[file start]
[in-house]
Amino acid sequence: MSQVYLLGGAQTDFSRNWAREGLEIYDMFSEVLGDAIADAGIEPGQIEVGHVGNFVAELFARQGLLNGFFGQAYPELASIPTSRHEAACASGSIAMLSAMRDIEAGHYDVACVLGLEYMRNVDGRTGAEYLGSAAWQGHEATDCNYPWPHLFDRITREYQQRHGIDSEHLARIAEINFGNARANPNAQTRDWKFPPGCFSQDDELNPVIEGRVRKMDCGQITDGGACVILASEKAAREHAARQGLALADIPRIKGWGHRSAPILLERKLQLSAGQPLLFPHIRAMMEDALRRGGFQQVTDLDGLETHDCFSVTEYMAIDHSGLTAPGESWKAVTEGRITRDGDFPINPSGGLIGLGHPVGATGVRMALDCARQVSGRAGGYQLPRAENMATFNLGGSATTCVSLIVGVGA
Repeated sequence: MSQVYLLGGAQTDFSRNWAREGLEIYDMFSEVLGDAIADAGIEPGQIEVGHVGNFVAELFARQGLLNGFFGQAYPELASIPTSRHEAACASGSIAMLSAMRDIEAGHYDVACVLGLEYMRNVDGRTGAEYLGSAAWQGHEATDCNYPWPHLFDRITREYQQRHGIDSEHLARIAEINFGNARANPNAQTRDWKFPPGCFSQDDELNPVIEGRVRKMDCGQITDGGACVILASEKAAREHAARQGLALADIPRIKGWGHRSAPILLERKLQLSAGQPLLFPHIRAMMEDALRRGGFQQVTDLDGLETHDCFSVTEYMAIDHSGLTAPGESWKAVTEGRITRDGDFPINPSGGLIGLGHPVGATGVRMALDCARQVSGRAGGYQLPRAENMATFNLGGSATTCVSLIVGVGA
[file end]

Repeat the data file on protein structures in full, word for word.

[in-house]
Amino acid sequence: MSQVYLLGGAQTDFSRNWAREGLEIYDMFSEVLGDAIADAGIEPGQIEVGHVGNFVAELFARQGLLNGFFGQAYPELASIPTSRHEAACASGSIAMLSAMRDIEAGHYDVACVLGLEYMRNVDGRTGAEYLGSAAWQGHEATDCNYPWPHLFDRITREYQQRHGIDSEHLARIAEINFGNARANPNAQTRDWKFPPGCFSQDDELNPVIEGRVRKMDCGQITDGGACVILASEKAAREHAARQGLALADIPRIKGWGHRSAPILLERKLQLSAGQPLLFPHIRAMMEDALRRGGFQQVTDLDGLETHDCFSVTEYMAIDHSGLTAPGESWKAVTEGRITRDGDFPINPSGGLIGLGHPVGATGVRMALDCARQVSGRAGGYQLPRAENMATFNLGGSATTCVSLIVGVGA
Repeated sequence: MSQVYLLGGAQTDFSRNWAREGLEIYDMFSEVLGDAIADAGIEPGQIEVGHVGNFVAELFARQGLLNGFFGQAYPELASIPTSRHEAACASGSIAMLSAMRDIEAGHYDVACVLGLEYMRNVDGRTGAEYLGSAAWQGHEATDCNYPWPHLFDRITREYQQRHGIDSEHLARIAEINFGNARANPNAQTRDWKFPPGCFSQDDELNPVIEGRVRKMDCGQITDGGACVILASEKAAREHAARQGLALADIPRIKGWGHRSAPILLERKLQLSAGQPLLFPHIRAMMEDALRRGGFQQVTDLDGLETHDCFSVTEYMAIDHSGLTAPGESWKAVTEGRITRDGDFPINPSGGLIGLGHPVGATGVRMALDCARQVSGRAGGYQLPRAENMATFNLGGSATTCVSLIVGVGA